Misplaced exuberance

The DeKalb City Council has valiantly attacked an establishment which was sure to corrupt the youth of this fine metropolis—a dance club.

While the city council hasn’t bluntly come forward and said it is on a crusade, one only has to look at the events of the past few weeks to see a pattern.

First, the city council called an emergency meeting and bought the building the teen dance club, “Phat City,” was renting space in. What are the city’s plans you ask? To demolish the building and build a parking lot. The city has said it was planning to buy the building for some time.

What’s interesting is the fact the city chose to buy the building now and moved as quickly as it did.

It’s also interesting that the week after the building was bought, the city council held hearings on teen clubs and possible regulations of such establishments.

Several council members said they didn’t think teen clubs were all bad, there were just some negative aspects to them. However, the message to “Phat City” seems to be, “We don’t like you, and we don’t want your business in this town.”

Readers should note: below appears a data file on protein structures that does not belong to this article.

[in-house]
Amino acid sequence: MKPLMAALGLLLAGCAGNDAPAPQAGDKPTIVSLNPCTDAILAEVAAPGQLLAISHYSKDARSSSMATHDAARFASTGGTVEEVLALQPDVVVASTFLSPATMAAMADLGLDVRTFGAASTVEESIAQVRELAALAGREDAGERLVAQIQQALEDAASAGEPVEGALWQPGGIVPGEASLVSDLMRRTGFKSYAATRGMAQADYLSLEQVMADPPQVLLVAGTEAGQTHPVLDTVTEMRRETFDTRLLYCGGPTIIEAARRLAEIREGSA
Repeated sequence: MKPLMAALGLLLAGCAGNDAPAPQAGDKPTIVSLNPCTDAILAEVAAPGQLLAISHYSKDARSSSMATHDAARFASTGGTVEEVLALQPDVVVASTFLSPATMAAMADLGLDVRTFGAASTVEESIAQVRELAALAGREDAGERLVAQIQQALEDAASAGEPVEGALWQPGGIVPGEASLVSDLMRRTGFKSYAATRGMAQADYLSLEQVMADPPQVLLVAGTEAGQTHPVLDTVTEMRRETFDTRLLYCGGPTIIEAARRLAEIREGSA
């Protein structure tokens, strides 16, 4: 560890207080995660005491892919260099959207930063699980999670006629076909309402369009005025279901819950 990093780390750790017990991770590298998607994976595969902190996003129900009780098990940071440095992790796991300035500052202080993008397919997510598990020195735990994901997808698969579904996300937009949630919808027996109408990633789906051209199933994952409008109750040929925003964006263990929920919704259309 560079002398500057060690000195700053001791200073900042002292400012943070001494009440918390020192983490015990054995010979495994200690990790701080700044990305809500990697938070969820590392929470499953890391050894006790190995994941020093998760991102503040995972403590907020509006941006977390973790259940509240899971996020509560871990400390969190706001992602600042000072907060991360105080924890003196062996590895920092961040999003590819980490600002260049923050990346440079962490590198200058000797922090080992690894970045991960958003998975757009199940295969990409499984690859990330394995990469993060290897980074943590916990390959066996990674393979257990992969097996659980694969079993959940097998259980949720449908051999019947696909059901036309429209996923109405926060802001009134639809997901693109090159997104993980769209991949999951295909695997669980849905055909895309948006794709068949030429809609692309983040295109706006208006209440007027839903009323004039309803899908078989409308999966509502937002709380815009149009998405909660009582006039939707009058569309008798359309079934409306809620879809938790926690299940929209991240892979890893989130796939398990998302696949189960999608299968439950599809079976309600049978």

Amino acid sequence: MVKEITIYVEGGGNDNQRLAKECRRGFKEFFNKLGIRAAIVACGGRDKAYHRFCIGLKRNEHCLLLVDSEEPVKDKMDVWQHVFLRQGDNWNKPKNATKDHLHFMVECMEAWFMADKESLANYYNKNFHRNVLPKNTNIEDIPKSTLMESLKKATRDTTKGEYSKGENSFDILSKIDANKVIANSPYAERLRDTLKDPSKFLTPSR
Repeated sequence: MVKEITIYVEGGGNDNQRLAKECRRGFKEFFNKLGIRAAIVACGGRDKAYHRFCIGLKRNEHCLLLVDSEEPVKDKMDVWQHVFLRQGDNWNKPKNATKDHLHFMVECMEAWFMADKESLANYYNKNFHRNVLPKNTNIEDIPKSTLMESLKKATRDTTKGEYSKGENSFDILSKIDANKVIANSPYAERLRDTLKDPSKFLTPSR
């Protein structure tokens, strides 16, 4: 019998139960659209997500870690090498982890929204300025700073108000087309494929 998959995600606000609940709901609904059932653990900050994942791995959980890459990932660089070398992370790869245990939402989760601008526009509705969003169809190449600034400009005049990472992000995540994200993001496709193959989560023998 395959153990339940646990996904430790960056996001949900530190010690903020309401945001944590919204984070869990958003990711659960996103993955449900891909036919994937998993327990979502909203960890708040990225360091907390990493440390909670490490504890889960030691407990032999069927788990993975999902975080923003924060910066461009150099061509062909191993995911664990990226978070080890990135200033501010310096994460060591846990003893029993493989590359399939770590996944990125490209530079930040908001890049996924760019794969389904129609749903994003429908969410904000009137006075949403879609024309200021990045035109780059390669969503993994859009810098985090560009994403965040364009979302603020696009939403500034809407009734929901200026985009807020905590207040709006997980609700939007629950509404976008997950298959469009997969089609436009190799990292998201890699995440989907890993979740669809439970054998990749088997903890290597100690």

Considering DeKalb’s problem with underage drinking, “Phat City” should be a welcome change. Maybe if teens go to “Phat City,” they won’t spend all their time trying to sneak into the real bars or hanging out in parking lots.

The real criticism of “Phat City” seems to be its hours. The juice bar had been staying open until 4 a.m. on some nights. Some in the city council have worried that kids 17 and under might be staying out past the 11 p.m. curfew. One of “Phat City’s” owners has acknowledged the fact that sometimes kids do stay in the juice bar later than they are supposed to. However, he said “Phat City” makes every possible effort to clear them out.

This is admitting more than any of the bars in DeKalb, and the fact is “Phat City” is in a difficult situation because kids under 17 can be in the bar, but only until a certain time. Bars in DeKalb can’t even keep underage kids out, let alone deal with them once they’re inside.

DeKalb should have welcomed “Phat City” as an establishment which really could have benefited the community. Instead, the city council has behaved as if it wants to be rid of the juice bar.

The city could have contacted the owners of “Phat City” and informed them of its plans to buy the building. The city even could have helped the juice bar find a new location, especially since it is the city which is making the juice bar homeless.

The city council members also could have come to the owners with their concerns and tried to work something out. Instead, the city has underhandedly tried to drive the juice bar out of town, and this is a shame for the owners of “Phat City” and the DeKalb community.